Public works director put on leave after DWI charge

December 18, 1992|By William F. Zorzi Jr. | William F. Zorzi Jr.,Staff Writer Staff writer Michael A. Fletcher contributed to this article.

Baltimore Mayor Kurt L. Schmoke relieved Public Works Director George G. Balog of his duties yesterday, within hours after Mr. Balog was charged with drunken driving while operating a city-owned car.

Mr. Balog, 51, one of the mayor's key Cabinet members, will continue to draw his $75,000-a-year salary, but he was given a leave of absence until he completes an alcohol treatment program in a residential facility, Mr. Schmoke said.

"I decided it would be in the best interest of the department and of Mr. Balog for him to take a leave of absence," Mr. Schmoke said. "I will hold off on any final decision until after he has completed the treatment program and resolved the legal issues."

Mr. Balog, after failing a field sobriety test, was arrested early yesterday morning in Rosedale by Baltimore County police, who found six empty Coors beer cans in the city-owned 1989 Chevrolet Caprice he was driving, police said. He later failed a breath test administered at the White Marsh Station, police said.

Until Mr. Balog's fate is ultimately decided, Deputy Public Works Director George L. Winfield, 49, will serve as the acting department head, said Clinton R. Coleman, the mayor's press secretary. Mr. Winfield has worked for the department nearly 20 years, the press secretary said.

Mr. Coleman said "the mayor became aware several months ago that Mr. Balog had a problem with alcohol and began working with him."

Mr. Schmoke acknowledged that Mr. Balog had sought outpatient treatment before, had completed the program and "seemed to be doing better."

But, the mayor said, "this incident is the sign of a serious setback, and it suggests to me that he needs more intensive treatment.

"At no time over the past six months have I felt that this problem has impaired his decision-making during the day," Mr. Schmoke said of Mr. Balog -- who was appointed in 1987 to oversee one of the city's largest departments, which recently became larger after its merger with the Department of Transportation.

Mr. Balog, a 23-year city employee, also is one of five members of the Board of Estimates -- made up of the mayor, comptroller, City Council president, city solicitor and public works director -- which must approve contracts and other city business.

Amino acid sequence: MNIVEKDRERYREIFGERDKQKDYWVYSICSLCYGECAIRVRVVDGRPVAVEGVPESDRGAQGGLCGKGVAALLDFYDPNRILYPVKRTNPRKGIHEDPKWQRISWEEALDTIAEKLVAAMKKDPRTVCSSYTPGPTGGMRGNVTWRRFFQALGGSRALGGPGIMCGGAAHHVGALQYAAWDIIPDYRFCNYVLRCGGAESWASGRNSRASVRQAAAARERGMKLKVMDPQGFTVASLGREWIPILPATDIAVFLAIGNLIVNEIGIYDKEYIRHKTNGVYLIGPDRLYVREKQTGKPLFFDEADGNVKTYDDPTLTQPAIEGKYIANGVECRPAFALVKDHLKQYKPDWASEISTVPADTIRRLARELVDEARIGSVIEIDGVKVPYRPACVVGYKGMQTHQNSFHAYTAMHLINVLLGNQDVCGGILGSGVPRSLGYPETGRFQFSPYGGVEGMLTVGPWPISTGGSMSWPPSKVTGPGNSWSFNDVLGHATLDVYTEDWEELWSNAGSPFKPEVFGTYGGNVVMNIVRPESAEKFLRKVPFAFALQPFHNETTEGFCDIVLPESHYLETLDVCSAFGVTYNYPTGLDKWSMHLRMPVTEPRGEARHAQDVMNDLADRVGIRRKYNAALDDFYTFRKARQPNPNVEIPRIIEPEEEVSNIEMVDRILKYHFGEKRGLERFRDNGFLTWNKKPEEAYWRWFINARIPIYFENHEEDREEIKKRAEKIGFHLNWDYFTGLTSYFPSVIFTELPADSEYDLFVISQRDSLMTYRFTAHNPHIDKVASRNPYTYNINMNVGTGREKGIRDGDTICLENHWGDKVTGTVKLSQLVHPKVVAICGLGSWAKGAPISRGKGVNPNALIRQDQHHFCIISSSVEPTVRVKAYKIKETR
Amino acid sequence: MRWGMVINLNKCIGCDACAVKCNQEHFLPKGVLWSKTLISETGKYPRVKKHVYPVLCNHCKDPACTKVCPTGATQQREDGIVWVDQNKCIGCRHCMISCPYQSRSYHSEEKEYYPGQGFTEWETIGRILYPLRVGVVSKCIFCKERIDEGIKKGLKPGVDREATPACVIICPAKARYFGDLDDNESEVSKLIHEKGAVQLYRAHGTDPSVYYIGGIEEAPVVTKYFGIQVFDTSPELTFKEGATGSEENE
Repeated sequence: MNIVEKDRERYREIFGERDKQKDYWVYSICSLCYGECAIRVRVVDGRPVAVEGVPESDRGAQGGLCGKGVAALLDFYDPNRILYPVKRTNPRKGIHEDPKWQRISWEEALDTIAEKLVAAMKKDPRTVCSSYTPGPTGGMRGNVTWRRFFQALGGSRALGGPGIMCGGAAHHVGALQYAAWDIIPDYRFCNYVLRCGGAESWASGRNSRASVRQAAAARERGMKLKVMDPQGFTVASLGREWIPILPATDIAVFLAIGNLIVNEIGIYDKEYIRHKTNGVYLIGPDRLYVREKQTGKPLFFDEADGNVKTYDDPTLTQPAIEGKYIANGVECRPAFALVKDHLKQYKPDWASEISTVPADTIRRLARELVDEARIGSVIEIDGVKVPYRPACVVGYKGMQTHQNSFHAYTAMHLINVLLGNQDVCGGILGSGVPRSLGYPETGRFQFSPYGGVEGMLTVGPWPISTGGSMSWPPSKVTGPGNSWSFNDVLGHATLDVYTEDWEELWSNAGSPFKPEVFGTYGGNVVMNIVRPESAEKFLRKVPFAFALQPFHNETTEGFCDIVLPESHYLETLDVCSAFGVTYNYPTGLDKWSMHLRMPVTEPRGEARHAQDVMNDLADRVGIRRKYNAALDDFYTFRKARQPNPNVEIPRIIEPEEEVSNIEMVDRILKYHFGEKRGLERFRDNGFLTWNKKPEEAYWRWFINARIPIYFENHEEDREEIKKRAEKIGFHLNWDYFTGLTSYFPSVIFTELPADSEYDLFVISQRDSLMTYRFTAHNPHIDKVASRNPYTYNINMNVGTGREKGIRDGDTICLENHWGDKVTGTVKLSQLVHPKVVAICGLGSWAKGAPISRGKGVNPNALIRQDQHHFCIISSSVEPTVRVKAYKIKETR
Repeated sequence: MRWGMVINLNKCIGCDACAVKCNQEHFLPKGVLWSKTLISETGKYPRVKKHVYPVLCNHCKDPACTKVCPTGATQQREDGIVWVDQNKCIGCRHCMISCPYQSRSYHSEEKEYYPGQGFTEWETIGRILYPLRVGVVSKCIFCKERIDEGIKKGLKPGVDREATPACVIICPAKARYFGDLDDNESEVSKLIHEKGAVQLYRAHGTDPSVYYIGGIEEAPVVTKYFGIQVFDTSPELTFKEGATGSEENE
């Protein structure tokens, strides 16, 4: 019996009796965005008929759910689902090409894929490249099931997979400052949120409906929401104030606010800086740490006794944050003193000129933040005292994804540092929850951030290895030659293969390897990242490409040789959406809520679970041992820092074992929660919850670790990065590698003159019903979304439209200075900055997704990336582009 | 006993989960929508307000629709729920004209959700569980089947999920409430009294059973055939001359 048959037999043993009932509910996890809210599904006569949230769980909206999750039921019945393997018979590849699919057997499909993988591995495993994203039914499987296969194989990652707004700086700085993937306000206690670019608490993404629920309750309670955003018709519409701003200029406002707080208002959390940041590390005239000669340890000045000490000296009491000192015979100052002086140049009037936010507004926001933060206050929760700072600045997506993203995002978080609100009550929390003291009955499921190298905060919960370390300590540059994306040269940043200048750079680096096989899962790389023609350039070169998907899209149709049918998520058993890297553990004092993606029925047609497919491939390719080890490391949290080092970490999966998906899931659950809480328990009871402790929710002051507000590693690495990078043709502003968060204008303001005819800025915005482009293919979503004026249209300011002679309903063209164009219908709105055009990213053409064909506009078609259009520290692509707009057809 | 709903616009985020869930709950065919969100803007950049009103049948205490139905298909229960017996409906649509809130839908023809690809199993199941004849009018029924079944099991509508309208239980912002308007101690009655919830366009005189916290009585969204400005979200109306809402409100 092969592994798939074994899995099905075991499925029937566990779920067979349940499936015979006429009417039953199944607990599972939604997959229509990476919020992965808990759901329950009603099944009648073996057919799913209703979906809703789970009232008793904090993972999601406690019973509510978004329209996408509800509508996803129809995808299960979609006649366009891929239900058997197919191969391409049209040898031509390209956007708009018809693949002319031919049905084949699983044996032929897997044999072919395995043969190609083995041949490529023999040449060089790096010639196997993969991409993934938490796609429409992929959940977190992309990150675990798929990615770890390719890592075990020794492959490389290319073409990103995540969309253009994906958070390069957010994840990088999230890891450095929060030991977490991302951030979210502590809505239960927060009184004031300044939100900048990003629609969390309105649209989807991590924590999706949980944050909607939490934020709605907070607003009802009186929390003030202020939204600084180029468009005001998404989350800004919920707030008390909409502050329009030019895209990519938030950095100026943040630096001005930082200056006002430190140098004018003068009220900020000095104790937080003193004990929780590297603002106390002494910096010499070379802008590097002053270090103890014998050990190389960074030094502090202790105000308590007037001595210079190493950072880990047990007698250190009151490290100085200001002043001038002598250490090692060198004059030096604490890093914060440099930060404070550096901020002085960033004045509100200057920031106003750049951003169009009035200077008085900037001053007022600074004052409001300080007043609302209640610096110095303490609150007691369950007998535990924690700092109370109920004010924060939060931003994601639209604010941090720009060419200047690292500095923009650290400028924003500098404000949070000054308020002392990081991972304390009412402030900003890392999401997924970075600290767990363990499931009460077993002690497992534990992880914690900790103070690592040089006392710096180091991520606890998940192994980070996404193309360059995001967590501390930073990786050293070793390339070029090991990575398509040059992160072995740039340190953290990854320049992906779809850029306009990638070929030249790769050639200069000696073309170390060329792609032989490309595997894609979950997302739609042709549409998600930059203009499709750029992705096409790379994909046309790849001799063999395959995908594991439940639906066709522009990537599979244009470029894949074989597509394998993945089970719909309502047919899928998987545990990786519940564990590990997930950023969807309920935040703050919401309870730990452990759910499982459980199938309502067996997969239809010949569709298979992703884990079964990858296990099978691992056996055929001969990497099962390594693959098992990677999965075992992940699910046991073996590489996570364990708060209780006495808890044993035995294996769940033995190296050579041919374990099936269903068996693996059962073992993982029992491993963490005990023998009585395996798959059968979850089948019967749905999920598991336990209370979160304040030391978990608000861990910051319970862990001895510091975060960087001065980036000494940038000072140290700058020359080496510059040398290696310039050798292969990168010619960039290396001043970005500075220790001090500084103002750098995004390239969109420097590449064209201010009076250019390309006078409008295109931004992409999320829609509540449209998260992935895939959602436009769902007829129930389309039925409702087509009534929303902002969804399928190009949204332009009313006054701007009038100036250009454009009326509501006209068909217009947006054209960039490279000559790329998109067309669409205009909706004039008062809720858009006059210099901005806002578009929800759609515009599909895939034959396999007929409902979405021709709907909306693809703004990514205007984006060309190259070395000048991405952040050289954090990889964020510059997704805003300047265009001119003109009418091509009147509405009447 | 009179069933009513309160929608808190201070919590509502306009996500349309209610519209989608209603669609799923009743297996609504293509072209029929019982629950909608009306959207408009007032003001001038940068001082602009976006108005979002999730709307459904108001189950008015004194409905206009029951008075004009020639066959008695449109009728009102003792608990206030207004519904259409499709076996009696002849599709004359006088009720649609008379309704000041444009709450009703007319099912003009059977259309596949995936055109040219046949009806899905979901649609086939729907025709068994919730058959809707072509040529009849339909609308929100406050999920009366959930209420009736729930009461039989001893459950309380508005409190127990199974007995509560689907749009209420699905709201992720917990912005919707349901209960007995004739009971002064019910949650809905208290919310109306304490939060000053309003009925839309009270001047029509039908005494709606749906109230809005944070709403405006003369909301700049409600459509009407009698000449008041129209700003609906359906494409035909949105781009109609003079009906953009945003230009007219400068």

"I'm disappointed, though I must say, I saw it as a blessing in

disguise," Mr. Schmoke said.

Mr. Balog was driving westbound on Pulaski Highway near Chesaco Avenue about 1:50 a.m. yesterday, when a Baltimore County police officer assigned to the department's special drunken-driving task force first spotted him, said police spokesman E. Jay Miller.

The officer, in an unmarked vehicle, followed Mr. Balog as he turned onto Rosedale Avenue and observed the vehicle "weave badly onto the shoulder several times" and cross the center line," Mr. Miller said.

The officer followed him for more than a mile before stopping Mr. Balog on Chesaco Avenue at the Interstate 95 overpass, he said.

When the officer pulled Mr. Balog over, he detected the odor of alcohol and found the six beer cans, Mr. Miller said.

After Mr. Balog failed the field sobriety tests, he was arrested, put in handcuffs and taken to White Marsh Station, he said.

Mr. Balog tested higher than the 0.10 blood-alcohol concentration limit for a charge of driving while intoxicated, Mr. Miller said, but he declined to disclose the level. Mr. Balog, who lives in the 5800 block of Plumer Ave., was charged with driving while intoxicated and failing to keep within a designated lane.

Mr. Balog was released at about 4 a.m., when a friend came to the station to pick him up.

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